Effects of Flooding Dates and Disposals of Rice Straw on Crayfish, Procambarus Clarkii (Girard), Culture in Rice Field.
Date of Award
Doctor of Philosophy (PhD)
Forestry, Wildlife, and Fisheries
Studies were conducted to determine the effects of flooding dates and different disposals of rice straw on crayfish culture in rice field. Nutritional composition of decayed rice straw, periphyton growth, and water quality were also determined. Eighteen earthen ponds were randomly assigned to six treatments in a two by three factorial arrangement: early flooding (20/Sept/1978), late flooding (15/Oct/78), and aerobic (baled), anaerobic (disked), partially aerobic (standing) decomposition of rice straw with three replications each. The average crayfish production in early-flooded ponds (1183 kg/ha) did not differ significantly from that in late-flooded ponds (1127 kg/ha). Significant differences (P < 0.05) in average crayfish production were found between standing ponds (1506 kg/ha) and disked ponds (803 kg/ha), and between baled ponds (1157 kg/ha) and disked ponds. The average crayfish production in standing ponds was not significantly higher than in baled ponds. von Bertalanffy's growth model revealed that all crayfish in early-flooded ponds attained an average maximum length (1(,00)) and Brody's growth coefficient (k) of 92.2 mm and 0.55, respectively, whereas all crayfish in late-flooded ponds had an 1(,00) and k of 82.7 mm and 0.09. Crayfish in disked ponds showed the poorest growth of all treatments. Late-flooded ponds had a higher population density than early flooded ponds. The population density was highest in baled ponds followed by standing and disked ponds. The harvestable crayfish size (total length > 75 mm) in decreasing order were: standing ponds (19.4 g), baled ponds (18.3 g), and disked ponds (17.0 g). Rice straw decomposed fastest in baled ponds, followed by standing ponds and disked ponds with average weight loss of 77.1, 66.6 and 48.9%, respectively, after 5-months decomposition. The C:N ratio or rice straw at flooding was 57. It took 4 months for the C:N ratio to drop below 17 for rice straw in baled and standing ponds. The average C:N ratio of rice straw in disked ponds was 23 after 5 months decomposition. The average dawn dissolved oxygen (DO) was consistently higher in early-flooded ponds than in late-flooded ponds with a difference of 1.3 mg/l. For the first 5-weeks after flooding, average dawn DO was highest in baled ponds (1.5 mg/l). After that, disked ponds had the highest dawn DO. Eighteen weeks after flooding, early-flooded ponds had higher periphyton biomass (337 g/m('2)) than late-flooded ponds (216 g/m('2)). The periphyton biomass was highest in standing ponds (358 g/m('2)), followed by baled ponds (333 g/m('2)) and disked ponds (307 g/m('2)).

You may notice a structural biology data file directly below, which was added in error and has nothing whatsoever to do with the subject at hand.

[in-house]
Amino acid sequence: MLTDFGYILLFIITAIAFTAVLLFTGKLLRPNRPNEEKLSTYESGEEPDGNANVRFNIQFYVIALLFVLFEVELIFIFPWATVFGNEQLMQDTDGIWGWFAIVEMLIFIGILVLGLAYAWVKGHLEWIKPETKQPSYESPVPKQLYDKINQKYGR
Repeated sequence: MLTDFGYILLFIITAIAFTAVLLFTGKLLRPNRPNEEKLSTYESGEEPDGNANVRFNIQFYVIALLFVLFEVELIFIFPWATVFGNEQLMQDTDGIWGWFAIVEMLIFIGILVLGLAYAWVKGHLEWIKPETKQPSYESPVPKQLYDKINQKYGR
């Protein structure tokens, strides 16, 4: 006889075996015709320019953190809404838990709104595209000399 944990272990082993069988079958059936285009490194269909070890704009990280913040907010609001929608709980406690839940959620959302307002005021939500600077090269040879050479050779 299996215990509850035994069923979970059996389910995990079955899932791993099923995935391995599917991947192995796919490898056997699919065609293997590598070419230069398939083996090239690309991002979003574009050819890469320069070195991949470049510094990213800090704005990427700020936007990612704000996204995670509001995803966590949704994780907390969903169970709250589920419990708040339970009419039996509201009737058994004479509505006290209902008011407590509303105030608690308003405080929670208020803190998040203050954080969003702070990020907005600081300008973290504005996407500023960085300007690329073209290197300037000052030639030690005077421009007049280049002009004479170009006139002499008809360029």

Chien, Yew-hu, "Effects of Flooding Dates and Disposals of Rice Straw on Crayfish, Procambarus Clarkii (Girard), Culture in Rice Field." (1980). LSU Historical Dissertations and Theses. 3555.